“The Queen of the South will rise up on Judgment Day with the people of these times and accuse them, for she came from the ends of the earth to hear the wisdom of Solomon; and here, there is greater than Solomon. The people of Nineveh will rise up on Judgment Day with the people of these times and accuse them, for Jonah’s preaching made them turn from their sins, and here, there is greater than Jonah.”

Monday, 15 October 2018 : 28th Week of Ordinary Time, Memorial of St. Teresa of Jesus, Virgin and Doctor of the Church (Psalm)

Liturgical Colour : White

Psalm 112 : 1-2, 3-4, 5a and 6-7

Alleluia! Praise, o servants of YHVH, praise the Name of YHVH! Blessed be the Name of YHVH now and forever!

From eastern lands to the western islands, may the Name of YHVH be praised! YHVH is exalted over the nations; His glory above the heavens.

Who is like YHVH our God, Who also bends down to see on earth as in heaven? He lifts up the poor from the dust and the needy from the ash heap.

Monday, 15 October 2018 : 28th Week of Ordinary Time, Memorial of St. Teresa of Jesus, Virgin and Doctor of the Church (First Reading)

Liturgical Colour : White

Galatians 4 : 22-24, 26-27, 31 – Galatians 5 : 1

It says, that Abraham had two sons, one by a slave woman, the other by the free woman, his wife. The son of the slave woman was born in the ordinary way; but the son of the free woman was born in fulfilment of God’s promise.

Here we have an allegory and the figures of two Covenants. The first is the one from Mount Sinai, represented through Hagar : her children have slavery for their lot. But the Jerusalem above, who is our mother, is free. And Scripture says of her : Rejoice, barren woman without children, break forth in shouts of joy, you who do not know the pains of childbirth, for many shall be the children of the forsaken mother, more than of the married woman.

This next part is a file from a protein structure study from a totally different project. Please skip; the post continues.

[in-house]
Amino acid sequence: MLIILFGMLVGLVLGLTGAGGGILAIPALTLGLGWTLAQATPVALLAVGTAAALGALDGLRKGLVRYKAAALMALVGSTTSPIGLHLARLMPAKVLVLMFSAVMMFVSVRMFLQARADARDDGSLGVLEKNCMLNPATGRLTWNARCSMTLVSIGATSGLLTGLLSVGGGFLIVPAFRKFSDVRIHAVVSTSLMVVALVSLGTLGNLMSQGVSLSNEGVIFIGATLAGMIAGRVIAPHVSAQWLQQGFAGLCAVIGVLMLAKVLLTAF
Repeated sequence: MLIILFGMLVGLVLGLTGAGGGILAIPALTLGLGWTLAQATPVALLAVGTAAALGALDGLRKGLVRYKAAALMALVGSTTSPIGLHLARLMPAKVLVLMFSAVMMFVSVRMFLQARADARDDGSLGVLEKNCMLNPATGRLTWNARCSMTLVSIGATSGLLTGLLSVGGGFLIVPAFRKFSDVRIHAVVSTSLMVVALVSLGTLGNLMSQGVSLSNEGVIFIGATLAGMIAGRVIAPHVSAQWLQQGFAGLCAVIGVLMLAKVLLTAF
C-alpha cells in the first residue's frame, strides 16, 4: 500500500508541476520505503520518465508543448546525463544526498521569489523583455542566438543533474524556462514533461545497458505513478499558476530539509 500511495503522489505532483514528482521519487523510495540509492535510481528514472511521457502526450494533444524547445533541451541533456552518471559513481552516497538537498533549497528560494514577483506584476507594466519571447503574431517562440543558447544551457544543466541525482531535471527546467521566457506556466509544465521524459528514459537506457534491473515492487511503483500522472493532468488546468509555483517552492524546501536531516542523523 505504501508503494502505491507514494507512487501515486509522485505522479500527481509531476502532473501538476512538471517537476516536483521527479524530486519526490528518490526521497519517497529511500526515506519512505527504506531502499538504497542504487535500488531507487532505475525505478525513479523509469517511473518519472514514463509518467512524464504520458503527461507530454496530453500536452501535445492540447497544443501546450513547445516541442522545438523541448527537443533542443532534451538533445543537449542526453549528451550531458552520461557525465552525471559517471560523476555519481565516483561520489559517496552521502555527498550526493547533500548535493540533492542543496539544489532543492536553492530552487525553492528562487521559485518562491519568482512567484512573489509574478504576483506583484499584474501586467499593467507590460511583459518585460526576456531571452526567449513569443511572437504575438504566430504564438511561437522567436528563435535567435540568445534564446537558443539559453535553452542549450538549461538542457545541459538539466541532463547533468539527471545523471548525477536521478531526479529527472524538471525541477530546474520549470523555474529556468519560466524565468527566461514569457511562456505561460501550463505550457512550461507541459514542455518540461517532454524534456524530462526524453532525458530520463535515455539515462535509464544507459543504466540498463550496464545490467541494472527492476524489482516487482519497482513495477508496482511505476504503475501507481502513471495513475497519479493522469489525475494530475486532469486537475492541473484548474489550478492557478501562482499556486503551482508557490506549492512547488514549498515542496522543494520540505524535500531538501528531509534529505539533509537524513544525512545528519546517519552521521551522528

Brethren, we are not children of the slave woman, but of the free woman. Christ freed us, to make us really free. So remain firm, and do not submit, again, to the yoke of slavery.

Monday, 8 October 2018 : 27th Week of Ordinary Time (Homily and Scripture Reflections)

Liturgical Colour : Green

Dear brothers and sisters in Christ, on this day we listened to the words of the Scripture, reminding us that we must stay rooted and true to the core message of what the Lord has taught us to do. Our faith is about believing in God and in doing what He has showed us to do, and the core of our faith, is in truth, about love. Loving God and loving one another are the two most important commandments of the Law, which the Lord Jesus mentioned to the teacher of the Law who asked Him what is the most important commandment of the Law.

In the Gospel passage today, we listened to the parable of the Good Samaritan, in which the Lord Jesus told us about a person who was attacked as he was on his way to Jericho, and left for dead by the roadside. No one bothered to help him or to assist him, even the priest and the Levites, who were those considered to be good and worthy among the members of the community. Instead, it was a Samaritan who stopped by and helped the man.